Medical emergency: when someone gets sick or hurt on the subway, causing that train and all others behind it to freeze for at least a half hour. Also see under: ridiculous.
As much as I hate how inefficient the subway often is, and as often as I wish we had privatized transportation like other countries so we could choose whether to pay more or get worse service (in NYC, they decide for you: you get worse service AND the cost raised frequently), there’s no situation like a “medical emergency” to make me appreciate when trains are running normally.
The thing about a medical emergency is that often, it’s not. Often, it’s simply that something is going on that’s causing a train to stall, and they just call it a medical emergency. Sometimes, it really is because a passenger has fainted or is hurt, but even in those situations, in no regular, privatized business would this situation cause the entire enterprise to shut down while the one person waits for a doctor to arrive.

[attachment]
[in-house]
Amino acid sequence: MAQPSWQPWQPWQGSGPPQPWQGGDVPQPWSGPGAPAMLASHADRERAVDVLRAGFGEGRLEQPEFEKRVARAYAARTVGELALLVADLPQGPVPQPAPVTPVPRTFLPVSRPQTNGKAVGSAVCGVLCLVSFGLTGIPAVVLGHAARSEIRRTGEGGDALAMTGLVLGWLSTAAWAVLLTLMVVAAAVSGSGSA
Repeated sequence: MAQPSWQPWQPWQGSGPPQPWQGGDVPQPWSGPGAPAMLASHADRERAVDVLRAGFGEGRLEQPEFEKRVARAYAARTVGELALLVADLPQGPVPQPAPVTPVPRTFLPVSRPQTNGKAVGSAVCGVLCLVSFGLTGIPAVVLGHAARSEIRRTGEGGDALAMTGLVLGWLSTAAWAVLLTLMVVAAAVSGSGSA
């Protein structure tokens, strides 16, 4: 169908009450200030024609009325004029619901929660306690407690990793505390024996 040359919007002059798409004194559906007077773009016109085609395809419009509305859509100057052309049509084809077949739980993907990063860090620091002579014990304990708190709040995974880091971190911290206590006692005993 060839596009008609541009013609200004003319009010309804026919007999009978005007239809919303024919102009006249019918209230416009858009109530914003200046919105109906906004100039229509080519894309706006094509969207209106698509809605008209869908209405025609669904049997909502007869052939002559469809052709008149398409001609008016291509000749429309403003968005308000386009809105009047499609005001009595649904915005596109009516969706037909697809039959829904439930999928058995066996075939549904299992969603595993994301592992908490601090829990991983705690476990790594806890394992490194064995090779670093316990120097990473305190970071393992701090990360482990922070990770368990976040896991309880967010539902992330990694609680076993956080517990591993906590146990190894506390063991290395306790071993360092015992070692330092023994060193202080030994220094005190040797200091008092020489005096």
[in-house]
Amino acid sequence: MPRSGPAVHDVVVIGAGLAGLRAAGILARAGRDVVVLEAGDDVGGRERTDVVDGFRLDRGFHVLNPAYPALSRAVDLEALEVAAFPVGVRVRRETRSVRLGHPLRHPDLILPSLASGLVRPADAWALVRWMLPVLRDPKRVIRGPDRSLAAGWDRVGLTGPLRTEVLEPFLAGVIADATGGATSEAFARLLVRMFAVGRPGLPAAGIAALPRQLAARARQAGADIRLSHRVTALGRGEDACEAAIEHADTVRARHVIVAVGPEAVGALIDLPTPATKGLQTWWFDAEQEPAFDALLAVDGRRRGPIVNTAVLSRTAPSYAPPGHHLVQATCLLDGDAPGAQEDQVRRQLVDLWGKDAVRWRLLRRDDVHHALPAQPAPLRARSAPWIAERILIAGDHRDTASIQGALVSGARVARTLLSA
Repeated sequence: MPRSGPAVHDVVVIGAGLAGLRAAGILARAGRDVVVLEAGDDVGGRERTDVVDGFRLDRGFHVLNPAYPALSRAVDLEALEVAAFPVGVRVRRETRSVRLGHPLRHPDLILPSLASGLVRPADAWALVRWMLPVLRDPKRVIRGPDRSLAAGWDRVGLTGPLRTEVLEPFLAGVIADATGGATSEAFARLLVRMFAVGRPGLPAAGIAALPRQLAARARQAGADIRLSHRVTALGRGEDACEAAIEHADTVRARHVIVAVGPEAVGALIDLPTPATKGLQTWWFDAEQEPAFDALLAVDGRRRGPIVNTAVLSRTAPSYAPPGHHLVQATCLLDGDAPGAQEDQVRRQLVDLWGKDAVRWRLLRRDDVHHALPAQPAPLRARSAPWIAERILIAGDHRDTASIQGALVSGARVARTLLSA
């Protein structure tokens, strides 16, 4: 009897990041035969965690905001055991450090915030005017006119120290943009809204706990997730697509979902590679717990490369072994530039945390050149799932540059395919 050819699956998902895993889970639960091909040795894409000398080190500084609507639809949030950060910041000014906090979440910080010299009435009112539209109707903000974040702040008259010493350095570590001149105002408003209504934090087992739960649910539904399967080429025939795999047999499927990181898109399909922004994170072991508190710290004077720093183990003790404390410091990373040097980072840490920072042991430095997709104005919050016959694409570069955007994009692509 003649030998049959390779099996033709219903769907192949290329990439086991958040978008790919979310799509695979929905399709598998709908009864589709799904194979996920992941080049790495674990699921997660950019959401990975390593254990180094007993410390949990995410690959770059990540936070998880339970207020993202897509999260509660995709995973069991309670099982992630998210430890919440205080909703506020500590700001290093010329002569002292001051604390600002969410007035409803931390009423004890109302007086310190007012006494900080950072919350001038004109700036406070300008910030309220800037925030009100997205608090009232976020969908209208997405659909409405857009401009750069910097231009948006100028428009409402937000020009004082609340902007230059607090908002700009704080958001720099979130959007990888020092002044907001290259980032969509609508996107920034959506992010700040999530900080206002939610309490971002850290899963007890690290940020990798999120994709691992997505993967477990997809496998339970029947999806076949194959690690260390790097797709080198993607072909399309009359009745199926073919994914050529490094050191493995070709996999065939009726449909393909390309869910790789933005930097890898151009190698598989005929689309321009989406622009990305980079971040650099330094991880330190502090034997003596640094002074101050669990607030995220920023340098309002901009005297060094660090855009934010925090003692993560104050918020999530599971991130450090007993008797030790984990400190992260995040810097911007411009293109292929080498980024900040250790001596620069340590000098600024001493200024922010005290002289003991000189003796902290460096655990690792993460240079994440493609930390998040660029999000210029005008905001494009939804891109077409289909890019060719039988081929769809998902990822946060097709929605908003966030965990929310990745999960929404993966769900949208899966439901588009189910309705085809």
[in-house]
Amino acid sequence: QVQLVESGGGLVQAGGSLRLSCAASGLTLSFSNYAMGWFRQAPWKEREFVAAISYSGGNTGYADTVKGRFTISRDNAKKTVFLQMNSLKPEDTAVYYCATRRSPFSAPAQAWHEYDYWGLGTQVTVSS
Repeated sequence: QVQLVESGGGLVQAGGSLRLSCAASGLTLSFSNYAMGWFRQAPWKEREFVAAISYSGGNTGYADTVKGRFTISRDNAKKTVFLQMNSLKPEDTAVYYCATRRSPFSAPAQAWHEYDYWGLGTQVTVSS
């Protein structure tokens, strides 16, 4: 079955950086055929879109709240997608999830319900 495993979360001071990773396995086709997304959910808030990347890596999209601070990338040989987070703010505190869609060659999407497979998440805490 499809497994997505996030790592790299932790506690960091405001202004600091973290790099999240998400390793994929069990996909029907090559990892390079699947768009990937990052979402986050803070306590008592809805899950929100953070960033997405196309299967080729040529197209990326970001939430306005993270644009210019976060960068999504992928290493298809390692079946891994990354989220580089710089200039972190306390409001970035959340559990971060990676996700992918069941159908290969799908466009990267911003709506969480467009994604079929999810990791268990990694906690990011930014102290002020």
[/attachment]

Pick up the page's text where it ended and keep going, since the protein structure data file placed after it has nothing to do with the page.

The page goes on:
Anyway, ever since I was stuck in a tunnel for over 30 minutes during one such medical emergency, it’s been one of my biggest fears to become the person who causes that for thousands of New Yorkers. So, while I’ve ridden the train while sick, I’ve always been very careful not to be in a position to faint or fall or get a bloody nose.
Yesterday though, for the entire tedious ride from Brooklyn to Manhattan, I risked it. I was sick enough that I would have definitely taken a sick day if I had any, and I was so out of it that I honestly worried I’d fall asleep while standing up. I had to keep forcing myself to snap out of it, to open my eyes, to not slide to the ground.
And it worked, of course. When I put my mind to something, there’s very little that can stop me, even physical illness. I may faint, fall, or have my head explode–there is still no way I will allow myself to be the reason the entire subway line is stalled. It’s not because I’d feel so bad for the rest of the people who would be late to work, though I would; I just don’t think I could live with that amount of humiliation.